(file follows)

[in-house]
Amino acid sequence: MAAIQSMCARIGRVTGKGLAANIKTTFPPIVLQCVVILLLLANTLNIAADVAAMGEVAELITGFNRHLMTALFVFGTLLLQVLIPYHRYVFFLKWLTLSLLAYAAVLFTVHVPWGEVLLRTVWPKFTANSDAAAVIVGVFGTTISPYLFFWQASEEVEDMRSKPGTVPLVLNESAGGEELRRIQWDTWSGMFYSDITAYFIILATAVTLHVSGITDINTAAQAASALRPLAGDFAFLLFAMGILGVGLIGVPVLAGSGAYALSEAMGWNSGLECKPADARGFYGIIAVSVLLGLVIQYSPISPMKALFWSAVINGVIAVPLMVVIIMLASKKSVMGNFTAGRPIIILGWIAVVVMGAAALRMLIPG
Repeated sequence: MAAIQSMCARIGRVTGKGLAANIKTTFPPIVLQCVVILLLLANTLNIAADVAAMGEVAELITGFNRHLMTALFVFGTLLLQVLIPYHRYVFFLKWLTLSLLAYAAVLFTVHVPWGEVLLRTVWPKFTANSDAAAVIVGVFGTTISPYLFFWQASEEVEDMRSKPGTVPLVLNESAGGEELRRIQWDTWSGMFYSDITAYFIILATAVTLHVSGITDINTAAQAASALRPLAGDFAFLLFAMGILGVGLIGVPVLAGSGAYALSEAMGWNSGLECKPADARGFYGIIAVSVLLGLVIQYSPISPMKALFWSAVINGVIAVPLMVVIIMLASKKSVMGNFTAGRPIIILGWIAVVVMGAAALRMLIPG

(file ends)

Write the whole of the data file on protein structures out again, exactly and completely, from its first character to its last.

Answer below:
[in-house]
Amino acid sequence: MAAIQSMCARIGRVTGKGLAANIKTTFPPIVLQCVVILLLLANTLNIAADVAAMGEVAELITGFNRHLMTALFVFGTLLLQVLIPYHRYVFFLKWLTLSLLAYAAVLFTVHVPWGEVLLRTVWPKFTANSDAAAVIVGVFGTTISPYLFFWQASEEVEDMRSKPGTVPLVLNESAGGEELRRIQWDTWSGMFYSDITAYFIILATAVTLHVSGITDINTAAQAASALRPLAGDFAFLLFAMGILGVGLIGVPVLAGSGAYALSEAMGWNSGLECKPADARGFYGIIAVSVLLGLVIQYSPISPMKALFWSAVINGVIAVPLMVVIIMLASKKSVMGNFTAGRPIIILGWIAVVVMGAAALRMLIPG
Repeated sequence: MAAIQSMCARIGRVTGKGLAANIKTTFPPIVLQCVVILLLLANTLNIAADVAAMGEVAELITGFNRHLMTALFVFGTLLLQVLIPYHRYVFFLKWLTLSLLAYAAVLFTVHVPWGEVLLRTVWPKFTANSDAAAVIVGVFGTTISPYLFFWQASEEVEDMRSKPGTVPLVLNESAGGEELRRIQWDTWSGMFYSDITAYFIILATAVTLHVSGITDINTAAQAASALRPLAGDFAFLLFAMGILGVGLIGVPVLAGSGAYALSEAMGWNSGLECKPADARGFYGIIAVSVLLGLVIQYSPISPMKALFWSAVINGVIAVPLMVVIIMLASKKSVMGNFTAGRPIIILGWIAVVVMGAAALRMLIPG